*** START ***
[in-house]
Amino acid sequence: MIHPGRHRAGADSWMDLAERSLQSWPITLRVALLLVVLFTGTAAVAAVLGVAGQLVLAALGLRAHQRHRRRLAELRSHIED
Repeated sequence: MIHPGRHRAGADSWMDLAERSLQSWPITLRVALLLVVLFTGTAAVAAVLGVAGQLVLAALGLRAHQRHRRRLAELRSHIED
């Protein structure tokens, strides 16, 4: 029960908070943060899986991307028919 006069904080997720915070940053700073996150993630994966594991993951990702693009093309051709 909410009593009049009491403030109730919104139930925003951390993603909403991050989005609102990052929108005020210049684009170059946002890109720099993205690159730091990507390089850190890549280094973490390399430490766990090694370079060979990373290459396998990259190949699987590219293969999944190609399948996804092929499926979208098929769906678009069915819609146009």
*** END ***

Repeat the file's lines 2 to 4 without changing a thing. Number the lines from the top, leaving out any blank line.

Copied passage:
Amino acid sequence: MIHPGRHRAGADSWMDLAERSLQSWPITLRVALLLVVLFTGTAAVAAVLGVAGQLVLAALGLRAHQRHRRRLAELRSHIED
Repeated sequence: MIHPGRHRAGADSWMDLAERSLQSWPITLRVALLLVVLFTGTAAVAAVLGVAGQLVLAALGLRAHQRHRRRLAELRSHIED
């Protein structure tokens, strides 16, 4: 029960908070943060899986991307028919 006069904080997720915070940053700073996150993630994966594991993951990702693009093309051709 909410009593009049009491403030109730919104139930925003951390993603909403991050989005609102990052929108005020210049684009170059946002890109720099993205690159730091990507390089850190890549280094973490390399430490766990090694370079060979990373290459396998990259190949699987590219293969999944190609399948996804092929499926979208098929769906678009069915819609146009």